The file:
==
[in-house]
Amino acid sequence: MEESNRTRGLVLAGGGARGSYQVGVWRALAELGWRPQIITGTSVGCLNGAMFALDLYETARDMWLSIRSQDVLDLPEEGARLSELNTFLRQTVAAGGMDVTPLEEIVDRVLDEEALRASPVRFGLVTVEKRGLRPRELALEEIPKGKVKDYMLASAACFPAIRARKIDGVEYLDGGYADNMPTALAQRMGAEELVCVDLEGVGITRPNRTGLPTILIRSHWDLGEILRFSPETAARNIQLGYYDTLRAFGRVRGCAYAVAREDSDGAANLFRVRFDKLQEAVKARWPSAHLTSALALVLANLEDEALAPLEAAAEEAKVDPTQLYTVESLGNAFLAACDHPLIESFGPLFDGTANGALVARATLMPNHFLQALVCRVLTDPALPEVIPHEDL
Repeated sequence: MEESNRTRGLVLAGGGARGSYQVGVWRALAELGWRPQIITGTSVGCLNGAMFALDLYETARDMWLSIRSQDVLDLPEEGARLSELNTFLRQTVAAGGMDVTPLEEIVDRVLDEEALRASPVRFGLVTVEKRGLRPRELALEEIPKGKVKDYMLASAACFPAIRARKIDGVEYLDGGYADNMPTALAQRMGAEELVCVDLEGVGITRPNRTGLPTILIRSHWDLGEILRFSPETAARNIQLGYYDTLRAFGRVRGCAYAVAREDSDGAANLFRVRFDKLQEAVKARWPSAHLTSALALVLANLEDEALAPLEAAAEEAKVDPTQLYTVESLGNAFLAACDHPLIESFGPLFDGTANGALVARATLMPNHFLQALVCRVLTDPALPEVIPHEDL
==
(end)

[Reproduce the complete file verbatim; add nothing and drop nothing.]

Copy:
[in-house]
Amino acid sequence: MEESNRTRGLVLAGGGARGSYQVGVWRALAELGWRPQIITGTSVGCLNGAMFALDLYETARDMWLSIRSQDVLDLPEEGARLSELNTFLRQTVAAGGMDVTPLEEIVDRVLDEEALRASPVRFGLVTVEKRGLRPRELALEEIPKGKVKDYMLASAACFPAIRARKIDGVEYLDGGYADNMPTALAQRMGAEELVCVDLEGVGITRPNRTGLPTILIRSHWDLGEILRFSPETAARNIQLGYYDTLRAFGRVRGCAYAVAREDSDGAANLFRVRFDKLQEAVKARWPSAHLTSALALVLANLEDEALAPLEAAAEEAKVDPTQLYTVESLGNAFLAACDHPLIESFGPLFDGTANGALVARATLMPNHFLQALVCRVLTDPALPEVIPHEDL
Repeated sequence: MEESNRTRGLVLAGGGARGSYQVGVWRALAELGWRPQIITGTSVGCLNGAMFALDLYETARDMWLSIRSQDVLDLPEEGARLSELNTFLRQTVAAGGMDVTPLEEIVDRVLDEEALRASPVRFGLVTVEKRGLRPRELALEEIPKGKVKDYMLASAACFPAIRARKIDGVEYLDGGYADNMPTALAQRMGAEELVCVDLEGVGITRPNRTGLPTILIRSHWDLGEILRFSPETAARNIQLGYYDTLRAFGRVRGCAYAVAREDSDGAANLFRVRFDKLQEAVKARWPSAHLTSALALVLANLEDEALAPLEAAAEEAKVDPTQLYTVESLGNAFLAACDHPLIESFGPLFDGTANGALVARATLMPNHFLQALVCRVLTDPALPEVIPHEDL